Saturday, August 09, 2008
Adventures in Gneissland
The older I get the more the 'things to do' list gets bigger, not smaller. When you're a young climber, you think you have all the time in the world, every route will get done and this list will just get smaller, but in the end there will just be more climbing out there than when you began this vertical game. It sounds contradictory but it's true, and with too much work on my hands and too many sacrifices made to bouldering, I felt I needed to attend to this list and get back into the 'management game' that is trad climbing.
Conscious of ticking time and this withering rule of climbing physics that routes are only done in the present, I phoned the ever-reliable and super-keen 'Crofton' who had a week off between doctoring jobs. We trawled the forecast online and on Tuesday night it looked like Sutherland and Wester Ross were escaping the bands of August flood rains approaching from the Atlantic. We bolted up early on the Wednesday morning and drove past Garve and Wyvis up onto the Inchbae plateau, past the Altguish to an astonishing sight - the parched and barren desert of stones that was the Glascarnoch reservoir. Even the old Ullapool road had appeared out of the drained depths, a lonely segment of hard-tack like the sunken page of an old map. The weather parted into blue skies and a cool north-easterly breeze killed off the 'midgery' . The weather has been ominously dry all year in the North West, so we were acutely aware of making the best of the weather. Advice from Ian in Ullapool shunted us further north west to the 'end of the road' at Sheigra in the far north west, where geology ends in the frozen time-swirls of Lewisian Gneiss.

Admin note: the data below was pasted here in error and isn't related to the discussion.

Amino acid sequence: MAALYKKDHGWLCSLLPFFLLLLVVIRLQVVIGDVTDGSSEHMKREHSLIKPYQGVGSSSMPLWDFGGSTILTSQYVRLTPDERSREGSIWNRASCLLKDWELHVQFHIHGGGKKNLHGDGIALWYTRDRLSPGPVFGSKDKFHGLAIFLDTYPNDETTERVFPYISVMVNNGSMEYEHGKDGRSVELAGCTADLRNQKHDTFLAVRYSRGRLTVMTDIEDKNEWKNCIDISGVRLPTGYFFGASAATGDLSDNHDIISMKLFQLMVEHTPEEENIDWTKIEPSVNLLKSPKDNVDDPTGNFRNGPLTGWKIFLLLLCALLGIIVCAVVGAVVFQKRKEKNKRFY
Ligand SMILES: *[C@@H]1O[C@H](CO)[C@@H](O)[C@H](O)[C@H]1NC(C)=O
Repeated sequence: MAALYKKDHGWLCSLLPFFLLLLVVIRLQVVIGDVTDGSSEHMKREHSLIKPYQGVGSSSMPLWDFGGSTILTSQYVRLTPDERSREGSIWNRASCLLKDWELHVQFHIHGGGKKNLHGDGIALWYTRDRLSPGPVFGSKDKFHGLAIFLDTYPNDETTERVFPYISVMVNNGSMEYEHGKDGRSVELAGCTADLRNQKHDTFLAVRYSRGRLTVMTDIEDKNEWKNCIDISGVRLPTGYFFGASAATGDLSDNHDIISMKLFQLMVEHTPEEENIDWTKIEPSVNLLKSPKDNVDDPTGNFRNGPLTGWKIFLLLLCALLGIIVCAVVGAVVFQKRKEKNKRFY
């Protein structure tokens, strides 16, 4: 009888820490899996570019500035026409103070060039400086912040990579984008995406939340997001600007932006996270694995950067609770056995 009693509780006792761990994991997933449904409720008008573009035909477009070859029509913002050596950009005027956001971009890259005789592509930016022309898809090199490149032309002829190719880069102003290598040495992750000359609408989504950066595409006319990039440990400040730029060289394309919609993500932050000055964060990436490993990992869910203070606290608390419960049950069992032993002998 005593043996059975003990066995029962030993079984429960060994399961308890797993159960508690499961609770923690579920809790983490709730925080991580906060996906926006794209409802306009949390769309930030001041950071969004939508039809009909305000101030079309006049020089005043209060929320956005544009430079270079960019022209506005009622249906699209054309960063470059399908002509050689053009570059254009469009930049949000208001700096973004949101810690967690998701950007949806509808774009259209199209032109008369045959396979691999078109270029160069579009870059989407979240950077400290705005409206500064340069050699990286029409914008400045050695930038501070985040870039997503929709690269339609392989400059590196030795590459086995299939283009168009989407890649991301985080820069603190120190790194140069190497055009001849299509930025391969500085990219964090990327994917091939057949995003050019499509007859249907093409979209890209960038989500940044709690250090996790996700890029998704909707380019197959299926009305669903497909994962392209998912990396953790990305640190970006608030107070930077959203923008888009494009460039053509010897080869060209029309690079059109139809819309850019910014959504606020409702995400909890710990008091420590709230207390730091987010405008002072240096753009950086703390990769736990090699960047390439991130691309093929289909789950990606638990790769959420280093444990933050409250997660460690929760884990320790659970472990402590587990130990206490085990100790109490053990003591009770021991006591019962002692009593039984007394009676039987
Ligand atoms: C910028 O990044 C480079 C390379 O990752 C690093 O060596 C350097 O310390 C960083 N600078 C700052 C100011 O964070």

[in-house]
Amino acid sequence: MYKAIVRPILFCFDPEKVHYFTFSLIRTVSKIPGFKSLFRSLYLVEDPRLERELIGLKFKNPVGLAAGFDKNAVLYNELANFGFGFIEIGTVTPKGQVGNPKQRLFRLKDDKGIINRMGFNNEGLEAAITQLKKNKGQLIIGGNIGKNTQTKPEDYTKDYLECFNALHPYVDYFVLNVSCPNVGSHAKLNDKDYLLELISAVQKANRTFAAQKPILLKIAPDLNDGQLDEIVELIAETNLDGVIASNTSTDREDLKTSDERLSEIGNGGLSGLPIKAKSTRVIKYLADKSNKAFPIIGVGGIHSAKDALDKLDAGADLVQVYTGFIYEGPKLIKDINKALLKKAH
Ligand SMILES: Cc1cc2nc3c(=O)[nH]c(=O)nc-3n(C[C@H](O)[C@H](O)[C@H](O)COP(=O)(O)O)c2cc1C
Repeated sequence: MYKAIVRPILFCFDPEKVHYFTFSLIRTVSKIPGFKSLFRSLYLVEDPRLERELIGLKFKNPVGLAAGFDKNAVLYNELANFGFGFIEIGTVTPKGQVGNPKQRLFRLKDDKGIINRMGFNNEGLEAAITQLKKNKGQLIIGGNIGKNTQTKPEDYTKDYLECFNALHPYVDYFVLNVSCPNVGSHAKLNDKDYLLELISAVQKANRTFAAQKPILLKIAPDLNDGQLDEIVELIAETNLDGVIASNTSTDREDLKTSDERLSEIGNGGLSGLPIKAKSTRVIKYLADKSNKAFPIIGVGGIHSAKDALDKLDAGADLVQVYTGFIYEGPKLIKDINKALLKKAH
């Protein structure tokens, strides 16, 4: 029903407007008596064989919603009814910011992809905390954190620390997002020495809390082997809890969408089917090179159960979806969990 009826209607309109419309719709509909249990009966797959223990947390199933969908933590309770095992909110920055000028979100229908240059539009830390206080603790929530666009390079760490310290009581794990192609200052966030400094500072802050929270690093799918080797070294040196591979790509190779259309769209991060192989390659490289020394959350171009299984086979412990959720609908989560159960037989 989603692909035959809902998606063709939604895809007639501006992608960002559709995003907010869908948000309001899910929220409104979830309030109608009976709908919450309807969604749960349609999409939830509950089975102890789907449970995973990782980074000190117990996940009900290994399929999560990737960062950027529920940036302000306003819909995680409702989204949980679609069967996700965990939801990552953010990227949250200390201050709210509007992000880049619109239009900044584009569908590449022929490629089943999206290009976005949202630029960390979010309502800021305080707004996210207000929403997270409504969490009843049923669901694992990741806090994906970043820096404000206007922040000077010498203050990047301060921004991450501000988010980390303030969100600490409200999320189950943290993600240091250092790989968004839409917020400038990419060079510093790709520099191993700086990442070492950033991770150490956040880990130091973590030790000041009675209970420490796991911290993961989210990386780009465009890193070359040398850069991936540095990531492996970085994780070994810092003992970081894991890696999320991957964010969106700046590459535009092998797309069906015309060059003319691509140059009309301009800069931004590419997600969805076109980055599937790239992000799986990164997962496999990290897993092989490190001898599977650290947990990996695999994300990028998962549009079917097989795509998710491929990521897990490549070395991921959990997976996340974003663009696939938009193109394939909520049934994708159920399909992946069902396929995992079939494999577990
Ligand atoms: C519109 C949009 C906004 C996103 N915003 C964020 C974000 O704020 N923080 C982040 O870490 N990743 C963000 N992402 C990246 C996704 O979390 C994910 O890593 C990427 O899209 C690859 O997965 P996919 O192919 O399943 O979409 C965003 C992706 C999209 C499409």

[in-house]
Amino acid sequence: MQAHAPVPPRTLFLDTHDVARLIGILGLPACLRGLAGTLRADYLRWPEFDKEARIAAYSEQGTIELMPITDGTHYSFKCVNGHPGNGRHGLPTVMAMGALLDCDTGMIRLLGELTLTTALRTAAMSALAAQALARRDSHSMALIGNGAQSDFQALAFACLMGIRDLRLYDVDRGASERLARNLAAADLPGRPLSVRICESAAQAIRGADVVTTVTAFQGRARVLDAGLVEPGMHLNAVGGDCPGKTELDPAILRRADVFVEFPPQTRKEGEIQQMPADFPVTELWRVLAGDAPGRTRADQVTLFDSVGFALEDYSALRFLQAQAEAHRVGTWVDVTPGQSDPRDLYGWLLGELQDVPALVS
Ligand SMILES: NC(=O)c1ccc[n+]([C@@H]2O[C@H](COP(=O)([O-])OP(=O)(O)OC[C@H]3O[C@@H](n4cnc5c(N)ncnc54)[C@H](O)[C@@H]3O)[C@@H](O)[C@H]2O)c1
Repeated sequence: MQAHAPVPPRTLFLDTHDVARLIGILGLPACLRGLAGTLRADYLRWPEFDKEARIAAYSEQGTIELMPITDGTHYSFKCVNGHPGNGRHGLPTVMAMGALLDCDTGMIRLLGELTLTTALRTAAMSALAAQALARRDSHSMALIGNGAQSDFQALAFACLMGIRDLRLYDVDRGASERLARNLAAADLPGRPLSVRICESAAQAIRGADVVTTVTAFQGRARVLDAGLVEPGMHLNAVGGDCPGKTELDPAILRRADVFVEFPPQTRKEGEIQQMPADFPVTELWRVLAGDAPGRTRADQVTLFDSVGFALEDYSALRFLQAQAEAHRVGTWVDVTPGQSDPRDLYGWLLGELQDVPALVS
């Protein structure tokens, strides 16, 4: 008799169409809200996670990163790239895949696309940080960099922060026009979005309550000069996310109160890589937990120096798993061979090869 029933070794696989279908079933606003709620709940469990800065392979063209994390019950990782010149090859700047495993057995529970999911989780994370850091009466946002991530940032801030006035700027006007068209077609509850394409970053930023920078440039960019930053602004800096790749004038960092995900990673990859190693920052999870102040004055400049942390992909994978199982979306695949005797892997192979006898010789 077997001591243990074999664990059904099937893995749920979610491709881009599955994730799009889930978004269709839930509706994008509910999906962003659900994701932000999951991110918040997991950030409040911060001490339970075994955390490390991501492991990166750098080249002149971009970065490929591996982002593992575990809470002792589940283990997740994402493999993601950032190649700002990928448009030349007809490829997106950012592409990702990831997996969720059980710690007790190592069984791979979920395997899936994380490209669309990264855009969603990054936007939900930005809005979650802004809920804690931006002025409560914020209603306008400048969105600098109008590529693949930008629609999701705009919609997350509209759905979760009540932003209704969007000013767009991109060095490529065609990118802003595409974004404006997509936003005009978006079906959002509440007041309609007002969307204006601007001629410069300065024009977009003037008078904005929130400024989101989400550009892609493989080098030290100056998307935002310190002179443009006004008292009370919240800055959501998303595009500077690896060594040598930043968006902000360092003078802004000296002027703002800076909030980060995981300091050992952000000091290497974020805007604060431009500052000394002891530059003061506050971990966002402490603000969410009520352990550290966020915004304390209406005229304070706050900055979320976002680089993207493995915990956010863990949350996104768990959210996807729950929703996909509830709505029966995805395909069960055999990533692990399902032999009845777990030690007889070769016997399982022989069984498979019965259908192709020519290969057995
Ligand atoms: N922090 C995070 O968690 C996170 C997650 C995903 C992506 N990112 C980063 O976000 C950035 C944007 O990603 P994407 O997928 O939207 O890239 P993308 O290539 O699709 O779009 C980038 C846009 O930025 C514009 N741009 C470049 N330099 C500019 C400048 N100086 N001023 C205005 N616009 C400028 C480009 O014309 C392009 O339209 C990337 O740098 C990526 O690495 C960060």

The 'Second Geo' at Sheigra is possibly the most geologically artistic piece of rock architecture in Scotland. Turning the corner of the bitten machair onto the glaciated slabs of the approach leads you to the giant sandstone erratic from where the crag can be viewed in its glory. A 'geo' is effectively a wave-cut slash into the coast, like a wedge out of the coastal cake. It tends to leave steep walls over roiling channels of angry sea. Today the sea was calm and lucent, kelp waving in the turquoise fringes and seals treading water with white 'hand-claps' and sniffing us curiously with whiskery wet noses. This particular wall of rock is remarkable for its generous pocketed red and tan gneiss walls rearing out above a deep and gloomy cave, with lines tip-toeing out from hanging corners above the intimidated dots of two keen climbers! We checked the guide for the four-star routes that the SMC had recently introduced - as Sheigra's second geo has nothing but three star-routes, something had to be special for the fourth star! The names of the routes-to-do are a long litany of delight... Bloodlust Direct (the four-star route), May Tripper, Wanderings, Geriatrics, Persuasion, Dolphins & Whales... we geared up eagerly and Adrian set off straight up Bloodlust direct which breaks through ridiculously steep ground on deep-set pockets . The trucking headwalls are a delight and we enjoyed the black basalt Zorro slash that is Maytripper just as much. Possibly the most stunning route here, which should get four stars simply for its exposure and situation (the actual climbing is remarkably friendly for E2) is the awesome cave traverse and headwall of Geriatrics. A fantastic abseil belay on a cosy black ledge on the right of the booming cave allows the leader to step off left into a bottomless groove with wide eyes and nervous songs of distraction. He need not worry however, as the gear keeps coming and the holds appear at will along the cave lip. The final red headwall in a spectacular position leads through a few steep pulls to easier ground. It is a pitch to delight in for both leader and second, you simply have to look down to take in your position at times, the rule is to spend as long as you can on the wall and do it in the evening sunshine to catch its full flush of glory.